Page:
Privatising the lives of children (and Serco is mummy)
26 Nov 2010

Britain’s Yarl’s Wood detention centre is run by multinational Serco.
This Channel 4 story documents the effects on children in detention, such as ten-year Iranian Mehrshad.


Melanie Phillips loves to hate and Zionists cheer
26 Nov 2010

When a Jewish bigot – loved by many in the Zionist Diaspora because she loathes Muslims and embraces apartheid Israel – is revealed as she really is:

The Spectator and contributor Melanie Phillips today published an online apology to a prominent British Muslim they falsely accused of antisemitism.
Today’s apology, published on the Spectator website, follows an out of court settlement in which the magazine and Phillips agreed to pay Mohammad Sawalha “substantial” compensation and his legal costs.
Sawalha, president of the British Muslim Initiative, took legal action over a blog post by Phillips published in July 2008 in which she accused him of calling British Jews “evil/noxious”.
The apology stated: “On 2 July 2008 we published an article entitled ‘Just look what came crawling out’ which alleged that at a protest at the celebration in London of the 60th anniversary of the founding of the state of Israel, Mohammad Sawalha had referred to Jews in Britian as ‘evil/noxious’.
“We now accept that Mr Sawalha made no such antisemitic statement and that the article was based on a mistranslation elsewhere of an earlier report. We and Melanie Phillips apologise for the error.”
Solicitors acting for Sawalha said he was “delighted” to be cleared of the false allegation.
Sawalha, a long-time campaigner for community cohesion in Britain, took the dispute to the high court after the Spectator initially refused to correct Phillips blog post, which alleged that he had referred to Jews in Britain as “evil/noxious” at a protest in London of the 60th anniversary of the founding of the state of Israel.
Instead, the Spectator published a second story by Phillips, titled “Taking the airbrush to evil”, repeating the false allegation and casting doubt on the suggestion that the “evil/noxious” quote was the result of a mistranslation of the transcript of an interview.
They continued to defend the claim even after an independent expert commissioned by both sides had confirmed that the phrase in the original transcript could not be translated as referring to Jews as “evil/noxious”, before finally settling shortly before the case was due in court.
In October, the Spectator paid substantial damages and legal costs to the campaign group IslamExpo, of which Sawalha is a director, for an article it also published in July 2008. Matthew d’Ancona was editor at the time, replaced by Fraser Nelson in August last year.
The article, written by Jewish Chronicle editor Stephen Pollard, called IslamExpo a racist, fascist and genocidal organisation.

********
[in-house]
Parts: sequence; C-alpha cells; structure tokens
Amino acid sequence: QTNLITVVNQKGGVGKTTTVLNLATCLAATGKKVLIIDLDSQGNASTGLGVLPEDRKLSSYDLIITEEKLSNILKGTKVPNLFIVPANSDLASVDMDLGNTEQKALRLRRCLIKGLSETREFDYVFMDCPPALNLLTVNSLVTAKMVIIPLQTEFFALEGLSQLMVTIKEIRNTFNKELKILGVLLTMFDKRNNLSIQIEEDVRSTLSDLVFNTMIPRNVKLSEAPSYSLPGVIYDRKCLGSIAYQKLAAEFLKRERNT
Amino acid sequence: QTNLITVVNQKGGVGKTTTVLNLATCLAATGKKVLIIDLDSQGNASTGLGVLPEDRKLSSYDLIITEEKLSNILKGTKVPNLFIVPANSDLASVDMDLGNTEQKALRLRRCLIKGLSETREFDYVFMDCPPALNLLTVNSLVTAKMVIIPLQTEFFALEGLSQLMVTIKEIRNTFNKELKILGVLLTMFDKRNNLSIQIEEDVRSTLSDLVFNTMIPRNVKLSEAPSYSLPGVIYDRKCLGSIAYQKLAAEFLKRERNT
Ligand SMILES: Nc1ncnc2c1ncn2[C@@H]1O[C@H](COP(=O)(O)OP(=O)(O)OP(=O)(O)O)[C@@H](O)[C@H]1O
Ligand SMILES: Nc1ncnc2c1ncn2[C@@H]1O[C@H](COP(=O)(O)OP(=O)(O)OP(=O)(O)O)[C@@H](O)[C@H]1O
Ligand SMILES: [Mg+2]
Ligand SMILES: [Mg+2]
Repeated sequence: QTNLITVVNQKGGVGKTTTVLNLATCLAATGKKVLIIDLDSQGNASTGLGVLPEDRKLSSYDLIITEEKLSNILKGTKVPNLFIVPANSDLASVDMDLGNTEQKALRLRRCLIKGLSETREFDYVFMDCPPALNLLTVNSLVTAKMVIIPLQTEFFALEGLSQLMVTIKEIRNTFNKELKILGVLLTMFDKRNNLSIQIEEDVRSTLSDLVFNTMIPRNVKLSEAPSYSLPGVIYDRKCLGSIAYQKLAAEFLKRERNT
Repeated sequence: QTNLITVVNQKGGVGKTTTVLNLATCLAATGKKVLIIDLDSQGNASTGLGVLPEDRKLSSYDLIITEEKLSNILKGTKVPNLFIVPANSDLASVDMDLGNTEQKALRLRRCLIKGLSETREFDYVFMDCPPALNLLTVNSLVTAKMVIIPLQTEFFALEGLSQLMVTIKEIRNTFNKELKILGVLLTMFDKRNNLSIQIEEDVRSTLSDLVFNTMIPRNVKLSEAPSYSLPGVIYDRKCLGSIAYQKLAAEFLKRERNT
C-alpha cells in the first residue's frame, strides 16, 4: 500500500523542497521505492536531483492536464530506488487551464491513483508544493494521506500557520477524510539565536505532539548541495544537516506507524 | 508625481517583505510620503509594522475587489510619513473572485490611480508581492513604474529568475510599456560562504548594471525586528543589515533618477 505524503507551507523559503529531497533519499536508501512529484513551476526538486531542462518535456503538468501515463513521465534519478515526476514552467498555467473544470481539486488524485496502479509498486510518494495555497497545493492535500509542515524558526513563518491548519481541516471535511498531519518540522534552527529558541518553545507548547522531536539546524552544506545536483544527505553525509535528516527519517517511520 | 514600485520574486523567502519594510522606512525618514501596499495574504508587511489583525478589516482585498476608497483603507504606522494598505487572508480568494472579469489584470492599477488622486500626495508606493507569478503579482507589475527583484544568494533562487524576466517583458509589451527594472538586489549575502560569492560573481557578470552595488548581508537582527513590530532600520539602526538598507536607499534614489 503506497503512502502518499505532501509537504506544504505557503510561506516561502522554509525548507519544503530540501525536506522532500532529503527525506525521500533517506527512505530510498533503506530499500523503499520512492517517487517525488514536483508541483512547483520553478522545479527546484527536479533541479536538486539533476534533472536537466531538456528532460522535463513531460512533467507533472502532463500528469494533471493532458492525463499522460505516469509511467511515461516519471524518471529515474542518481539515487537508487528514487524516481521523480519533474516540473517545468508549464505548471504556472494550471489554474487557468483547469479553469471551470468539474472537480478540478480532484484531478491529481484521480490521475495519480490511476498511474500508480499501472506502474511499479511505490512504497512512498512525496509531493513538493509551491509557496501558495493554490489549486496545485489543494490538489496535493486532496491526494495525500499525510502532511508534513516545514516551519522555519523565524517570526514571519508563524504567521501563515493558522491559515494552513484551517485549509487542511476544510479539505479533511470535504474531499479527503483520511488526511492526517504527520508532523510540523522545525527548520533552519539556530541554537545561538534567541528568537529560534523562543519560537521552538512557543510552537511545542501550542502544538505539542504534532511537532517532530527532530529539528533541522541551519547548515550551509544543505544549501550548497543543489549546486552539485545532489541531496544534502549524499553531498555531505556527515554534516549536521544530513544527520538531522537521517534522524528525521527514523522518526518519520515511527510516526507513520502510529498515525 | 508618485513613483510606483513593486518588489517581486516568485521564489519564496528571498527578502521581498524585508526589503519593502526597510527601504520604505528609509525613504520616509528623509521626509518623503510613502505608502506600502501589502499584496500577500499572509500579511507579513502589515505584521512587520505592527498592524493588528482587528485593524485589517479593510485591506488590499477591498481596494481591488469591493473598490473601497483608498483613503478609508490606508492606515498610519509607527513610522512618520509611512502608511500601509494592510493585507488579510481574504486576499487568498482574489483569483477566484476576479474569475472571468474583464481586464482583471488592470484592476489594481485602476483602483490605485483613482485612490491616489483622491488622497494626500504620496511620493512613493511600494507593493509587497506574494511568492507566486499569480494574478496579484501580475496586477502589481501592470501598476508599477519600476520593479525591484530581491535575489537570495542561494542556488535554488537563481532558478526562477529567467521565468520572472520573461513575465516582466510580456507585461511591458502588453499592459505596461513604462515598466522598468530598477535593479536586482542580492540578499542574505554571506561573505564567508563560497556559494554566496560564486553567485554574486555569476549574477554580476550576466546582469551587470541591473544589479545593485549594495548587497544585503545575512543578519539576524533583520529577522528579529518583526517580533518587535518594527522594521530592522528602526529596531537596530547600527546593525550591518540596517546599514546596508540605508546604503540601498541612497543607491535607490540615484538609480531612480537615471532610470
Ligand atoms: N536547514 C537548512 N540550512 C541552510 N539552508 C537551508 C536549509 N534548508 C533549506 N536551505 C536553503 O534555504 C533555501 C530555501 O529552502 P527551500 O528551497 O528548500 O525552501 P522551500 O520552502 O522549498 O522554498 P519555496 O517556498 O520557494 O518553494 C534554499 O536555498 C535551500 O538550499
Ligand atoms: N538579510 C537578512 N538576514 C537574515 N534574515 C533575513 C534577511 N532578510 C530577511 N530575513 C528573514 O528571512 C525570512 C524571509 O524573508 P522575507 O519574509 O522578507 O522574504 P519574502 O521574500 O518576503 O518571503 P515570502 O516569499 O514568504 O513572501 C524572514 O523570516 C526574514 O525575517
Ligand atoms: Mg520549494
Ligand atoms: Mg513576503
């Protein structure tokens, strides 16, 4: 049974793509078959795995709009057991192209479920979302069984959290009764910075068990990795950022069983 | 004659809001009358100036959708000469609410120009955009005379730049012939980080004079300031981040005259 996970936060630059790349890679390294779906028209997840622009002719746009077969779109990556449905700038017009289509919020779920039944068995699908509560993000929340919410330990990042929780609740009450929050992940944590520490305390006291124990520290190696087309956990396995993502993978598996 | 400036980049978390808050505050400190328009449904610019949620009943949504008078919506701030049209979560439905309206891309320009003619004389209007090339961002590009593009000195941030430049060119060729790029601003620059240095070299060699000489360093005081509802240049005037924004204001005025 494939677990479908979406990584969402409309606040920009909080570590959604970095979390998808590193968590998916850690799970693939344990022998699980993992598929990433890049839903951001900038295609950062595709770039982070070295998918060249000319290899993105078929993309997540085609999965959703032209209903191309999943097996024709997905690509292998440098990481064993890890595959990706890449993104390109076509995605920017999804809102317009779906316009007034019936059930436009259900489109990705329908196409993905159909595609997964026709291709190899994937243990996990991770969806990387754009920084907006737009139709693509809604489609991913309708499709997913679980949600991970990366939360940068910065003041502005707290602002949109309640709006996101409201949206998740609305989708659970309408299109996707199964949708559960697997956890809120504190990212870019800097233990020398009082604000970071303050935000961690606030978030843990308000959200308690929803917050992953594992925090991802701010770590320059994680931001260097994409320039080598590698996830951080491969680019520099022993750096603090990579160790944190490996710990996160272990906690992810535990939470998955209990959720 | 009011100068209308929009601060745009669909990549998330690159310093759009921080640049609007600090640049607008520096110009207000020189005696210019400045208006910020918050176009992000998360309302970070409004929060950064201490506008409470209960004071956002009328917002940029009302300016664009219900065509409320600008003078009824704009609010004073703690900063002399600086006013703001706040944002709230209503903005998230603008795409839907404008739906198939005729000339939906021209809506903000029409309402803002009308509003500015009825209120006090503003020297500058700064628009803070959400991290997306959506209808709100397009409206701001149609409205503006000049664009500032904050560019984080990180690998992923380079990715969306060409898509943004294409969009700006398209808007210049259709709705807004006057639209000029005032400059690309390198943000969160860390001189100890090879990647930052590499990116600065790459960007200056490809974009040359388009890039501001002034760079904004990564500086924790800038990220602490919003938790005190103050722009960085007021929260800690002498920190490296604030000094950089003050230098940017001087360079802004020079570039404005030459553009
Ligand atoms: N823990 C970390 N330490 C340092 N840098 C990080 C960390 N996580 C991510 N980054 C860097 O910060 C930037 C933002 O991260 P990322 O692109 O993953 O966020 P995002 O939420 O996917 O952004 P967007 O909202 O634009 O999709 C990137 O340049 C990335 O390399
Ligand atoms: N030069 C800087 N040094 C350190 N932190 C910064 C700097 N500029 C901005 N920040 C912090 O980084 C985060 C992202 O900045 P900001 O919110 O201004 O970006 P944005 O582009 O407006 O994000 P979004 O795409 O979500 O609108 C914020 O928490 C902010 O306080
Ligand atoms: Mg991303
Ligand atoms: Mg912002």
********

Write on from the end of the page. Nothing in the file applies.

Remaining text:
The old fashioned idea of backing public assets and keeping them
26 Nov 2010

The corporate love affair with privatisation shows no sign of slowing down. But what if the economics are less than convincing?
Nicholas Gruen writes in Inside Story that governments should more closely examine what they’re backing and why public ownership of key assets needs to be seriously considered. It’s not socialism, you know:

Rather than simply getting budgets into operating surplus – mostly a very good thing – Australian governments have embraced the notion that all debt is bad. But most of the time debt is only bad if it’s used to fund recurrent expenditure – see Charles Dickens on the difference between small sustained operating profits and sustained losses; it’s the difference between happiness and misery. But debt can also help us fund investment.
By focusing on the costs of debt but not its potential benefits, we find ourselves where we could have expected to be. Australian government debt has been lowered to zero with a mix of asset sales and a string of Commonwealth surpluses made up of that portion of surging revenues from the mining boom that wasn’t refunded to taxpayers as tax cuts. State governments, which carry much of the capital investment burden of the Australian public sector, have also borne down on debt.
But the glories of unburdened balance sheets have been purchased at the cost of growing deficits in precisely the thing that higher government debt might have funded – infrastructure. Partly filling the gap has been private investment in some kinds of infrastructure, funded by tolls on roads and/or rent payments by government to investors. While superficially attractive, and almost certainly better than no investment at all, most of these public-private partnerships, or PPPs – in all manner of infrastructure assets, from roads and railway stations to hospitals and desalination plants – have been built at a higher cost to the public than would have been the case if they had been built the way they used to be, as government-owned assets built with debt finance.